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Following Ratings Hits 'The Bible' and 'Killing Lincoln', Nat Geo Scoops Up Bill O'Reilly's 'Killing Jesus'

Photo of Beth Hanna By Beth Hanna | Thompson on Hollywood March 26, 2013 at 3:10PM

The New Testament is trending. Following on the heels of the History Channel's mighty ratings hit "The Bible," which attracted 12 million viewers over its first two Sunday airings, the National Geographic Channel is again partnering with Ridley Scott and Bill O'Reilly for the TV personality-author's recently announced book "Killing Jesus: A History," which he co-wrote with Martin Dugard. The Tom Hanks-narrated Nat Geo adaptation of O'Reilly's bestseller "Killing Lincoln" broke the network's records, drawing 3.4 million viewers in February.
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Bill O'Reilly
Bill O'Reilly

The New Testament is trending. Following on the heels of the History Channel's mighty ratings hit "The Bible," which attracted 12 million viewers over its first two Sunday airings, the National Geographic Channel is again partnering with Ridley Scott and Bill O'Reilly for the TV personality-author's recently announced book "Killing Jesus: A History," which he co-wrote with Martin Dugard. The Tom Hanks-narrated Nat Geo adaptation of O'Reilly's bestseller "Killing Lincoln" broke the network's records, drawing 3.4 million viewers in February.

The March 25 announcement came as Nat Geo is in pre-production on O'Reilly's "Killing Kennedy: The End of Camelot," which is scheduled to air later this year.

O'Reilly stated that "Jesus is the most famous person that has ever lived -- and is worshipped today by more than 2.2 billion people."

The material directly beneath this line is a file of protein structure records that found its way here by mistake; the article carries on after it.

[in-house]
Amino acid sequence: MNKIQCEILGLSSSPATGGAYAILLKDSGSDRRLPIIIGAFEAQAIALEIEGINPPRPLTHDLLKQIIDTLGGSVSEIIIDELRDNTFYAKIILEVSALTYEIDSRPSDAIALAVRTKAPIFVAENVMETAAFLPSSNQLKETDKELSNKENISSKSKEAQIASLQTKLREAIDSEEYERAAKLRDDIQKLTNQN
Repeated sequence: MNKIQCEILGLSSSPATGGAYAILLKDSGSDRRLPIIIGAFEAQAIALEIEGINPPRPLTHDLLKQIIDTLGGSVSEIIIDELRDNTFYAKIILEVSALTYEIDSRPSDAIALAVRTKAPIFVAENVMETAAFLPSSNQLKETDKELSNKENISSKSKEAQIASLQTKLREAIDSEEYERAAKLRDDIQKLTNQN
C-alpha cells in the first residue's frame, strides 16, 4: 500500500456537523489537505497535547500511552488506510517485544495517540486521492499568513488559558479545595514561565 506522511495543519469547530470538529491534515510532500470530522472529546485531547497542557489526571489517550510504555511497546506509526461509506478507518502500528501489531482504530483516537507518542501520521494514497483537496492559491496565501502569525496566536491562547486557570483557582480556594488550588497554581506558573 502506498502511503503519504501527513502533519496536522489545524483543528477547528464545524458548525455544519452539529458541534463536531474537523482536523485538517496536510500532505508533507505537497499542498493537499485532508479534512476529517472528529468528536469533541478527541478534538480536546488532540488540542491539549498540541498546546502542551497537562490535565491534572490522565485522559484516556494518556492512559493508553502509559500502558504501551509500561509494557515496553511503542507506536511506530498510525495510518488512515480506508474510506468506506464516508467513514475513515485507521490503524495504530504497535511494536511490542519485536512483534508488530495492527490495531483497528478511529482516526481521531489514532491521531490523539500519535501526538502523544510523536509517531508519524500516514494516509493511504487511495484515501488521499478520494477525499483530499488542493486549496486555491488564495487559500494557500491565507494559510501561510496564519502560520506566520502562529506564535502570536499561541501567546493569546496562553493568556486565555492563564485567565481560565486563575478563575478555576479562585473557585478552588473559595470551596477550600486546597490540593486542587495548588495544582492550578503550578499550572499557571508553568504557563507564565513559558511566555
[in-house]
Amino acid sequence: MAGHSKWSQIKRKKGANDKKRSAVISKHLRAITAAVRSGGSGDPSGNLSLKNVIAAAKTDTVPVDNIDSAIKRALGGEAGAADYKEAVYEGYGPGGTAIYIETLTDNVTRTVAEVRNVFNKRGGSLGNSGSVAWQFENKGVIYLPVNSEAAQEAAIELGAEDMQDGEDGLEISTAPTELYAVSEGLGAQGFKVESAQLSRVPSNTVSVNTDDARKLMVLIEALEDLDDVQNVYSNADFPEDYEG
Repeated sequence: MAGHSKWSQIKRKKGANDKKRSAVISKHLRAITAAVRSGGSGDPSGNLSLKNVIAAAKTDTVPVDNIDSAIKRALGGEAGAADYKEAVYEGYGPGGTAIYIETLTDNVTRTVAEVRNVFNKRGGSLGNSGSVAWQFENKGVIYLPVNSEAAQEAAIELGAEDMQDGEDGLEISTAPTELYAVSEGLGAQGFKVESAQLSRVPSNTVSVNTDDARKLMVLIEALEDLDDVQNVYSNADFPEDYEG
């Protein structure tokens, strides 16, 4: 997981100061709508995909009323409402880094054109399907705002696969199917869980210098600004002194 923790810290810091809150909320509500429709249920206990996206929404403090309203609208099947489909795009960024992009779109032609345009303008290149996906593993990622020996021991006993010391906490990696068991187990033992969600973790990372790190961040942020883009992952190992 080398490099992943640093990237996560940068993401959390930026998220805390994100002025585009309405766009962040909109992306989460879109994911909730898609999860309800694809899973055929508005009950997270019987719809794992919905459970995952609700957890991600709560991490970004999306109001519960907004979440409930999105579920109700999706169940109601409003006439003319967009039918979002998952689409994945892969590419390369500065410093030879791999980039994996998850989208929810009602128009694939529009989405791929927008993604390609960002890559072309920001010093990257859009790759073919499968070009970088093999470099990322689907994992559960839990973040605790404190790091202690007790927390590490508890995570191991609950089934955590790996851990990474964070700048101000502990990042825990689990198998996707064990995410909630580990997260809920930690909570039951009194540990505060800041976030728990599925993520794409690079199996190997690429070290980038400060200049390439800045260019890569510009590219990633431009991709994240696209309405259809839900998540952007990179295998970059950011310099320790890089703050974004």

If the "Lincoln" installment is any indication, Nat Geo's swift nabbing of O'Reilly's "Killing" series will continue to make a killing in ratings.


This article is related to: News, News, National Geographic Entertainment


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Thompson on Hollywood

Born and raised in Manhattan, Anne Thompson grew up going to the Thalia and The New Yorker and wound up at grad Cinema Studies at NYU. She worked at United Artists and Film Comment before heading west as that magazine's west coast editor. She wrote for the LA Weekly, Sight and Sound, Empire, The New York Times and Entertainment Weekly before serving as West Coast Editor of Premiere. She wrote for The Washington Post, The London Observer, Wired, More, and Vanity Fair, and did staff stints at The Hollywood Reporter and Variety. She eventually took her blog Thompson on Hollywood to Indiewire. She taught film criticism at USC Critical Studies, and continues to host the fall semester of “Sneak Previews” for UCLA Extension.